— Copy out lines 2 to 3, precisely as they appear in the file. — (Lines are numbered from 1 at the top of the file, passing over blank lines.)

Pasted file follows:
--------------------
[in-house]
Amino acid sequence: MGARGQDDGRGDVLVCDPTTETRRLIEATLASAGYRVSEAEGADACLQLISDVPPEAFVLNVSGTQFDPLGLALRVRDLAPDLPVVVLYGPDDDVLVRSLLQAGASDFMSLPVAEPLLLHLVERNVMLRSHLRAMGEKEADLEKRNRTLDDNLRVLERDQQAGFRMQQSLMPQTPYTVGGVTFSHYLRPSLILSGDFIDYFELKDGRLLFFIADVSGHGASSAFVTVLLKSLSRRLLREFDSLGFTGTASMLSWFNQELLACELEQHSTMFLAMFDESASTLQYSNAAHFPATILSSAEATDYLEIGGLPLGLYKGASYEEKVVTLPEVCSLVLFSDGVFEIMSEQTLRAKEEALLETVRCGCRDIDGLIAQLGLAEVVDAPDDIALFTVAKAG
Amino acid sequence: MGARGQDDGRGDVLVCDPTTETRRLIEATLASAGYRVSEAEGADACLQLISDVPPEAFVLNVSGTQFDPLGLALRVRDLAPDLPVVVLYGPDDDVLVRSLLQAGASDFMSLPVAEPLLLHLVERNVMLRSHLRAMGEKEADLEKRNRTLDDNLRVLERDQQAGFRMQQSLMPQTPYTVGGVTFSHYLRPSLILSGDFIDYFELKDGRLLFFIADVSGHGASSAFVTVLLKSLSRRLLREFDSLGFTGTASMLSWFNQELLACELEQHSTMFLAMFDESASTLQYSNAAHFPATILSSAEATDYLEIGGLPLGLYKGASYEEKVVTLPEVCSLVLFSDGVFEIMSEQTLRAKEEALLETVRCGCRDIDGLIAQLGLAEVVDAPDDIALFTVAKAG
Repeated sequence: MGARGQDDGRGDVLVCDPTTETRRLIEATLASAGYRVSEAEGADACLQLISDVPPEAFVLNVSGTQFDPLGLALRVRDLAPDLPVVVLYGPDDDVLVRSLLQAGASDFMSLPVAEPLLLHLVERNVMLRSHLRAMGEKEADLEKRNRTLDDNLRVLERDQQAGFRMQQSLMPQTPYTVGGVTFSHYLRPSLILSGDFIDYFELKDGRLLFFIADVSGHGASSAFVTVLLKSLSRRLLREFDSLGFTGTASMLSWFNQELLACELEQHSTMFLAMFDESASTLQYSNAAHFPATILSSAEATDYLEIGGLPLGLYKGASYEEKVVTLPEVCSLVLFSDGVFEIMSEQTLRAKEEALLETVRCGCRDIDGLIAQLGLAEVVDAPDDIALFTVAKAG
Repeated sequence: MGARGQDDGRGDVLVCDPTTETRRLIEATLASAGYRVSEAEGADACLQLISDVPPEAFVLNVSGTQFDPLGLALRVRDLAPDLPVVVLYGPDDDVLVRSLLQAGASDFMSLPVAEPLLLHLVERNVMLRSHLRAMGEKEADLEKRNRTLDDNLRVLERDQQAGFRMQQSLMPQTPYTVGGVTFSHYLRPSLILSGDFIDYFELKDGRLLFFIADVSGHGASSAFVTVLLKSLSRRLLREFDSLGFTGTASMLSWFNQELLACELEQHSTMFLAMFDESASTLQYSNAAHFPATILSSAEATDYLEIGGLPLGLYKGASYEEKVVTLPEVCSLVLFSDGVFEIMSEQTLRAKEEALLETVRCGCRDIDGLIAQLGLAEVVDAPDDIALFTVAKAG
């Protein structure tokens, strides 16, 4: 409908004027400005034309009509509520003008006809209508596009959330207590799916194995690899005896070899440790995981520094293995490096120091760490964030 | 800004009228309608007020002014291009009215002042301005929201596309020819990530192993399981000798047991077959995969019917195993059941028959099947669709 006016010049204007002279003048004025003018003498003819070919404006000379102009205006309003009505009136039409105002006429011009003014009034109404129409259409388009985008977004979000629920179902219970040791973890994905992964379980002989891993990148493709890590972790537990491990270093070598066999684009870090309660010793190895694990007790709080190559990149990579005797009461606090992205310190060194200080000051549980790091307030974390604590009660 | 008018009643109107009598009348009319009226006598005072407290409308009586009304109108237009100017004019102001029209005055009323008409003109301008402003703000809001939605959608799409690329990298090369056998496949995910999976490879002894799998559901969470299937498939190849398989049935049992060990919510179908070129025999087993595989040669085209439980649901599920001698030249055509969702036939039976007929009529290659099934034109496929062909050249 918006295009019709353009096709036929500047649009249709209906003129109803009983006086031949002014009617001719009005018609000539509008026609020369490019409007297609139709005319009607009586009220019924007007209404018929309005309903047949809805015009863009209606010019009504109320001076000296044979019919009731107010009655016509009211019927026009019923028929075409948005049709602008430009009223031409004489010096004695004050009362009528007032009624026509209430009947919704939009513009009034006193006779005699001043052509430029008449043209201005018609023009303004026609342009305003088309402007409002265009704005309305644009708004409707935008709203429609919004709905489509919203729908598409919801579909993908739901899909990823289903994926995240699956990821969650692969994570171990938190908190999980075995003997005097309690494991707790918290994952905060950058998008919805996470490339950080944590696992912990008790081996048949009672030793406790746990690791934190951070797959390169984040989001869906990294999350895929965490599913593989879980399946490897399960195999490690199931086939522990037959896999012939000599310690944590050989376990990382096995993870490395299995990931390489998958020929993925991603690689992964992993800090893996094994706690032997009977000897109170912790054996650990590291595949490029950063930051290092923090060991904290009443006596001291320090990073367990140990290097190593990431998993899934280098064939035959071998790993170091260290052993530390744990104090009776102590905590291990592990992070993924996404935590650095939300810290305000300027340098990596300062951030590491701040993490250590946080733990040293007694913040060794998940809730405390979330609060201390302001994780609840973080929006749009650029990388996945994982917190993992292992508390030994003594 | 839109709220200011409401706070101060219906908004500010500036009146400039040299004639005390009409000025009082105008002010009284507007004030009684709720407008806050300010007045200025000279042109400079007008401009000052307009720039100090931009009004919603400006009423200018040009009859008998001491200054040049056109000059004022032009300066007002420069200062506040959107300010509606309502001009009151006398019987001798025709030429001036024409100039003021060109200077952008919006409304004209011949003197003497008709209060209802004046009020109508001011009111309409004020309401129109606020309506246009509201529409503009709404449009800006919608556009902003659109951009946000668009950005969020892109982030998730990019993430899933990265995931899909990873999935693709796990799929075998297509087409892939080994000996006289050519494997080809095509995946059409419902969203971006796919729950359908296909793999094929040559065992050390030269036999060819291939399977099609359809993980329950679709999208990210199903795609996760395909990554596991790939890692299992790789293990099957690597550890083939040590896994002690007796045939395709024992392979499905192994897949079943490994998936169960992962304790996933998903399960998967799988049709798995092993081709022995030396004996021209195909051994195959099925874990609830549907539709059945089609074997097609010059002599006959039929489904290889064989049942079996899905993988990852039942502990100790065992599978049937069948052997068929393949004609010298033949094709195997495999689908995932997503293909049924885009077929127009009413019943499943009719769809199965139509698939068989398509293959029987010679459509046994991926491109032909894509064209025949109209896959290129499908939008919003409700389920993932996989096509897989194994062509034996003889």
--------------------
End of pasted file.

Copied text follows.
Amino acid sequence: MGARGQDDGRGDVLVCDPTTETRRLIEATLASAGYRVSEAEGADACLQLISDVPPEAFVLNVSGTQFDPLGLALRVRDLAPDLPVVVLYGPDDDVLVRSLLQAGASDFMSLPVAEPLLLHLVERNVMLRSHLRAMGEKEADLEKRNRTLDDNLRVLERDQQAGFRMQQSLMPQTPYTVGGVTFSHYLRPSLILSGDFIDYFELKDGRLLFFIADVSGHGASSAFVTVLLKSLSRRLLREFDSLGFTGTASMLSWFNQELLACELEQHSTMFLAMFDESASTLQYSNAAHFPATILSSAEATDYLEIGGLPLGLYKGASYEEKVVTLPEVCSLVLFSDGVFEIMSEQTLRAKEEALLETVRCGCRDIDGLIAQLGLAEVVDAPDDIALFTVAKAG
Amino acid sequence: MGARGQDDGRGDVLVCDPTTETRRLIEATLASAGYRVSEAEGADACLQLISDVPPEAFVLNVSGTQFDPLGLALRVRDLAPDLPVVVLYGPDDDVLVRSLLQAGASDFMSLPVAEPLLLHLVERNVMLRSHLRAMGEKEADLEKRNRTLDDNLRVLERDQQAGFRMQQSLMPQTPYTVGGVTFSHYLRPSLILSGDFIDYFELKDGRLLFFIADVSGHGASSAFVTVLLKSLSRRLLREFDSLGFTGTASMLSWFNQELLACELEQHSTMFLAMFDESASTLQYSNAAHFPATILSSAEATDYLEIGGLPLGLYKGASYEEKVVTLPEVCSLVLFSDGVFEIMSEQTLRAKEEALLETVRCGCRDIDGLIAQLGLAEVVDAPDDIALFTVAKAG